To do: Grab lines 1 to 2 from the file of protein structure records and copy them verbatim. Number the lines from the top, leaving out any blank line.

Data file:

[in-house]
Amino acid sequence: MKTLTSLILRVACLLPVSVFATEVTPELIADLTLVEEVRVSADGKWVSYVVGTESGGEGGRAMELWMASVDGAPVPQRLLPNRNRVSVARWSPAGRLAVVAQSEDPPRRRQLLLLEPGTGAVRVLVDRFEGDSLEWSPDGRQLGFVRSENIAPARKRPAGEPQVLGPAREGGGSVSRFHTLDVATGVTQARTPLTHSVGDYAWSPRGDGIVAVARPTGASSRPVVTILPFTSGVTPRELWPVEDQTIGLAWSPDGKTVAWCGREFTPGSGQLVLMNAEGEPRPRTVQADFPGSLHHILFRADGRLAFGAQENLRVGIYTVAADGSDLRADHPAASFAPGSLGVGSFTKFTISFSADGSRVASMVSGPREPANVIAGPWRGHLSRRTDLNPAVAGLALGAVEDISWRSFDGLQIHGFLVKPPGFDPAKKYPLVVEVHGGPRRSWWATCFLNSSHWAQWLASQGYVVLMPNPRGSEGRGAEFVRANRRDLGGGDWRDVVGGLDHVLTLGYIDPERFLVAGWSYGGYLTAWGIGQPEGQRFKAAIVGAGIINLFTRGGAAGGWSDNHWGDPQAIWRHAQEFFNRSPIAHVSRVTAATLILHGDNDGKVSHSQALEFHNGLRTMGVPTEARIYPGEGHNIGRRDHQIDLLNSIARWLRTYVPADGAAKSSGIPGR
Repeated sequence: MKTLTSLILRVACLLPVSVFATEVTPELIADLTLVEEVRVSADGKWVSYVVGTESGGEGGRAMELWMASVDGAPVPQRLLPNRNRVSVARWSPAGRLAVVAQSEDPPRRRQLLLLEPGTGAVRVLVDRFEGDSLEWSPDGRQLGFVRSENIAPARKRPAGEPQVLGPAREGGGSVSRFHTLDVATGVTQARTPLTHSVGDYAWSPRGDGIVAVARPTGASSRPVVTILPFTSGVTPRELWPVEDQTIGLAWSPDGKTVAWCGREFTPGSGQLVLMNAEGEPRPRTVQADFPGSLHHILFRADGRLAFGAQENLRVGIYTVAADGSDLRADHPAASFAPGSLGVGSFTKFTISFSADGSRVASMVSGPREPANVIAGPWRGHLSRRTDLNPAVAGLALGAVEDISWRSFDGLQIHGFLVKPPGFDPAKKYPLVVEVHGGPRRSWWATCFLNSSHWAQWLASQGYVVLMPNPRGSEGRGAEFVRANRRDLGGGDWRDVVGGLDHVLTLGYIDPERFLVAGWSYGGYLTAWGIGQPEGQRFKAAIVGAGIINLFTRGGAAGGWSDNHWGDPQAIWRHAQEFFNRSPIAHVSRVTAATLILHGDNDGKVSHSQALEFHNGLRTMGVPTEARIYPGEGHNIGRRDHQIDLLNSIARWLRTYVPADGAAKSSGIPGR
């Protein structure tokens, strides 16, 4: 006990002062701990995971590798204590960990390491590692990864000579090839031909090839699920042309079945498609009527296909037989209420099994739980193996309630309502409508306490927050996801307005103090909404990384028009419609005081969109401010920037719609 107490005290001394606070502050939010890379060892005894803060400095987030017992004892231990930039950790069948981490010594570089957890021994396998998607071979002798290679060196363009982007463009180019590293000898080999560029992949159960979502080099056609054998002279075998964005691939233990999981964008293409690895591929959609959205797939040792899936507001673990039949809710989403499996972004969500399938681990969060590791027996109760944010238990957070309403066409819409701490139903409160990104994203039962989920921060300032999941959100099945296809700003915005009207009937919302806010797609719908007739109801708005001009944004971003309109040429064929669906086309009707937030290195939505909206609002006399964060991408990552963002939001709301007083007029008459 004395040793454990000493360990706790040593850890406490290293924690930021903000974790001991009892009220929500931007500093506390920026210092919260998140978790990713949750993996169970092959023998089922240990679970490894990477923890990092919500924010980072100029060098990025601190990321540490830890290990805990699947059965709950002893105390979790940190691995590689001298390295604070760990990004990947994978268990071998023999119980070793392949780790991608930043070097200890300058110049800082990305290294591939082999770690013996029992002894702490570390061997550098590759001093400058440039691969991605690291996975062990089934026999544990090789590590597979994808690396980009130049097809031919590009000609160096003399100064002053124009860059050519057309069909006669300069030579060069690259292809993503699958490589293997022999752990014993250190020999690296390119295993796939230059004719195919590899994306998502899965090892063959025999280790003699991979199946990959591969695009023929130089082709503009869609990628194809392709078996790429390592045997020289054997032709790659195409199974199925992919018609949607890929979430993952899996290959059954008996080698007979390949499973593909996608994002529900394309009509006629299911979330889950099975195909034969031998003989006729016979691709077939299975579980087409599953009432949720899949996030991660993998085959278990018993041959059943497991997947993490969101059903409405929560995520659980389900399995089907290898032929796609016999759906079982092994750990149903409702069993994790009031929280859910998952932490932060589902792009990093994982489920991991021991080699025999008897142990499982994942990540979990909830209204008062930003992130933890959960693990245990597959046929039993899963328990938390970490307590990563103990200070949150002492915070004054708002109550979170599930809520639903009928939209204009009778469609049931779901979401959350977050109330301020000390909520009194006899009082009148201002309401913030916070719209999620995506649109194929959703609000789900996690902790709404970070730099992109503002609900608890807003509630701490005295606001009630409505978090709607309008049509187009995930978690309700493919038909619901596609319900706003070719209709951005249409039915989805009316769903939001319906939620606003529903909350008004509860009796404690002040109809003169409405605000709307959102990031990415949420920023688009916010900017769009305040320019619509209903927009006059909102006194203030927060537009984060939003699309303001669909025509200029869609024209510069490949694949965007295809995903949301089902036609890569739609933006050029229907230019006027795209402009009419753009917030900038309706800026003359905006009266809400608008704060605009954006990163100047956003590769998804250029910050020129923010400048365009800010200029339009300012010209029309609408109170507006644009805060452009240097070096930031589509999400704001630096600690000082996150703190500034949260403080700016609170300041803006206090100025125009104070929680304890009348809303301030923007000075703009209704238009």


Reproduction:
[in-house]
Amino acid sequence: MKTLTSLILRVACLLPVSVFATEVTPELIADLTLVEEVRVSADGKWVSYVVGTESGGEGGRAMELWMASVDGAPVPQRLLPNRNRVSVARWSPAGRLAVVAQSEDPPRRRQLLLLEPGTGAVRVLVDRFEGDSLEWSPDGRQLGFVRSENIAPARKRPAGEPQVLGPAREGGGSVSRFHTLDVATGVTQARTPLTHSVGDYAWSPRGDGIVAVARPTGASSRPVVTILPFTSGVTPRELWPVEDQTIGLAWSPDGKTVAWCGREFTPGSGQLVLMNAEGEPRPRTVQADFPGSLHHILFRADGRLAFGAQENLRVGIYTVAADGSDLRADHPAASFAPGSLGVGSFTKFTISFSADGSRVASMVSGPREPANVIAGPWRGHLSRRTDLNPAVAGLALGAVEDISWRSFDGLQIHGFLVKPPGFDPAKKYPLVVEVHGGPRRSWWATCFLNSSHWAQWLASQGYVVLMPNPRGSEGRGAEFVRANRRDLGGGDWRDVVGGLDHVLTLGYIDPERFLVAGWSYGGYLTAWGIGQPEGQRFKAAIVGAGIINLFTRGGAAGGWSDNHWGDPQAIWRHAQEFFNRSPIAHVSRVTAATLILHGDNDGKVSHSQALEFHNGLRTMGVPTEARIYPGEGHNIGRRDHQIDLLNSIARWLRTYVPADGAAKSSGIPGR